The Context of Conservation Biology

The Context of Conservation Biology When the field of conservation biology developed in the late 1970s and early 1980s, the founders knew they had something different: they were beginning a “science of engagement” in addition to the traditional “science of discovery.” They clearly perceived that although society continues to need good science, it also needs that science to be applied to the large and growing set of problems that confront us, the all‐too‐familiar litany that includes species and habitat loss, toxification, invasive exotics, soil degradation, overexploitation, and an ever‐expanding human population that seeks global equity and fair access to a declining resource base. They knew we could no longer simply follow the traditional academic model—placing bricks in the wall of knowledge and claiming them to be available to whomever wants to use them—and still have much hope of altering the course of world events. They saw that changes in the way the world operates would not come about through passive building of that wall, but rather in taking knowledge and actively seeking out those who most need to use it. Thus, our crisis discipline clearly embraces and encourages application of what we know in a larger context. This journal (with others) has been http://www.deepdyve.com/assets/images/DeepDyve-Logo-lg.png Conservation Biology Wiley

The Context of Conservation Biology

Conservation Biology, Volume 15 (4) – Aug 3, 2001

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Publisher
Wiley
Copyright
Copyright © 2001 Wiley Subscription Services, Inc., A Wiley Company
ISSN
0888-8892
eISSN
1523-1739
D.O.I.
10.1046/j.1523-1739.2001.015004815.x
Publisher site
See Article on Publisher Site

Abstract

When the field of conservation biology developed in the late 1970s and early 1980s, the founders knew they had something different: they were beginning a “science of engagement” in addition to the traditional “science of discovery.” They clearly perceived that although society continues to need good science, it also needs that science to be applied to the large and growing set of problems that confront us, the all‐too‐familiar litany that includes species and habitat loss, toxification, invasive exotics, soil degradation, overexploitation, and an ever‐expanding human population that seeks global equity and fair access to a declining resource base. They knew we could no longer simply follow the traditional academic model—placing bricks in the wall of knowledge and claiming them to be available to whomever wants to use them—and still have much hope of altering the course of world events. They saw that changes in the way the world operates would not come about through passive building of that wall, but rather in taking knowledge and actively seeking out those who most need to use it. Thus, our crisis discipline clearly embraces and encourages application of what we know in a larger context. This journal (with others) has been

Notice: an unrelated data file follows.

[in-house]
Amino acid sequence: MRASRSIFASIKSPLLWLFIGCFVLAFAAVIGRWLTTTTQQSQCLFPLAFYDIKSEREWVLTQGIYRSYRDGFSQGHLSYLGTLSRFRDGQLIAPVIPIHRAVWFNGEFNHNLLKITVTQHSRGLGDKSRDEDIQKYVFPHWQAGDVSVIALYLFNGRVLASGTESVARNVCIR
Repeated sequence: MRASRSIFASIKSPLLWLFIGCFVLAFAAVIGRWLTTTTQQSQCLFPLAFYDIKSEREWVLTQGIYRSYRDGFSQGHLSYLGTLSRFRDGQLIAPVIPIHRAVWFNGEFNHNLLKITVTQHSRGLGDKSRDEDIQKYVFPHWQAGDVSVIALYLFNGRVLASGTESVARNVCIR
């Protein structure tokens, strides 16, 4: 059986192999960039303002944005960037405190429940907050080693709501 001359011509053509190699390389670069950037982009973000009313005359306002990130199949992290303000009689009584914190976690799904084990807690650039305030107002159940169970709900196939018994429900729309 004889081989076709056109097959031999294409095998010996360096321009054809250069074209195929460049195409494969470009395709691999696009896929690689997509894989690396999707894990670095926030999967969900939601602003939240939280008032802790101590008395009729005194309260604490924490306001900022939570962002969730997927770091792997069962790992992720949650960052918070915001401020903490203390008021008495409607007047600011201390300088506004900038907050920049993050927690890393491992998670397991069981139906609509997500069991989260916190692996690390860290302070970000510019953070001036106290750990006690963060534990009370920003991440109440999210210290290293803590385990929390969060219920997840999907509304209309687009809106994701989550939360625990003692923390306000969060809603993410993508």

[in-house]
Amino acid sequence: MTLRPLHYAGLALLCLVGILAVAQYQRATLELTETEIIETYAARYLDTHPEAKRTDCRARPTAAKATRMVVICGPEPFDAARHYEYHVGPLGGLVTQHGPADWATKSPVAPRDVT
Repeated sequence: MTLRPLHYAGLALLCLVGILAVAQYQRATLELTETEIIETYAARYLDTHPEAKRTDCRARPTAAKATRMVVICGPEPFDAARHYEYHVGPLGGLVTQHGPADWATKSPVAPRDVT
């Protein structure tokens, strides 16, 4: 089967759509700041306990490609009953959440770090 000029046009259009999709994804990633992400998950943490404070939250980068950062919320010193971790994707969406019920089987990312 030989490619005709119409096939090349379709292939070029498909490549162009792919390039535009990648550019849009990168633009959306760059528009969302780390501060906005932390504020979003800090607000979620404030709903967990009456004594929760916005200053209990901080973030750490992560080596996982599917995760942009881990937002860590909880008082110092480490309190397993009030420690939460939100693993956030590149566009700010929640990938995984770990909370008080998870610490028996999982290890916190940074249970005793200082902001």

Journal

Conservation BiologyWiley

Published: Aug 3, 2001

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